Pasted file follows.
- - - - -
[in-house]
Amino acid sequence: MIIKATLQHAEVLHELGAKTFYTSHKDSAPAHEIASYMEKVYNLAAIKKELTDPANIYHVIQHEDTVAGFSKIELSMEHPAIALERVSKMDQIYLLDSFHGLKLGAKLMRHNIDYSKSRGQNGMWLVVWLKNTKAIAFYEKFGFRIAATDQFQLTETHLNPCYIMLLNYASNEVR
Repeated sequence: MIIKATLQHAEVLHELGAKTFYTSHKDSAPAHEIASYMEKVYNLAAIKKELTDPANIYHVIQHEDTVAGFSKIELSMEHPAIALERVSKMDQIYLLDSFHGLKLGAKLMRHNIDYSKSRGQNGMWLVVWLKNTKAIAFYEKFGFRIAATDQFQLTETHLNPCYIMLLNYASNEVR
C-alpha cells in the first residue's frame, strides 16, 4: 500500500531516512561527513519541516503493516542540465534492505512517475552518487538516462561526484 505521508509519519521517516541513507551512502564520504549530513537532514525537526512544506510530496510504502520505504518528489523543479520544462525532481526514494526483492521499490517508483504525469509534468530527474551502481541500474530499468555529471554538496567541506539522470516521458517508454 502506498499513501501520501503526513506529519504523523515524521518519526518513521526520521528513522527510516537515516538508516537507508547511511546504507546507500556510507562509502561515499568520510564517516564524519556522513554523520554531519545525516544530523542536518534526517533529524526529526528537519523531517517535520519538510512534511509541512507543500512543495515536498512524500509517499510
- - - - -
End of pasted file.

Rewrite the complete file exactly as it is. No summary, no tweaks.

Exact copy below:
[in-house]
Amino acid sequence: MIIKATLQHAEVLHELGAKTFYTSHKDSAPAHEIASYMEKVYNLAAIKKELTDPANIYHVIQHEDTVAGFSKIELSMEHPAIALERVSKMDQIYLLDSFHGLKLGAKLMRHNIDYSKSRGQNGMWLVVWLKNTKAIAFYEKFGFRIAATDQFQLTETHLNPCYIMLLNYASNEVR
Repeated sequence: MIIKATLQHAEVLHELGAKTFYTSHKDSAPAHEIASYMEKVYNLAAIKKELTDPANIYHVIQHEDTVAGFSKIELSMEHPAIALERVSKMDQIYLLDSFHGLKLGAKLMRHNIDYSKSRGQNGMWLVVWLKNTKAIAFYEKFGFRIAATDQFQLTETHLNPCYIMLLNYASNEVR
C-alpha cells in the first residue's frame, strides 16, 4: 500500500531516512561527513519541516503493516542540465534492505512517475552518487538516462561526484 505521508509519519521517516541513507551512502564520504549530513537532514525537526512544506510530496510504502520505504518528489523543479520544462525532481526514494526483492521499490517508483504525469509534468530527474551502481541500474530499468555529471554538496567541506539522470516521458517508454 502506498499513501501520501503526513506529519504523523515524521518519526518513521526520521528513522527510516537515516538508516537507508547511511546504507546507500556510507562509502561515499568520510564517516564524519556522513554523520554531519545525516544530523542536518534526517533529524526529526528537519523531517517535520519538510512534511509541512507543500512543495515536498512524500509517499510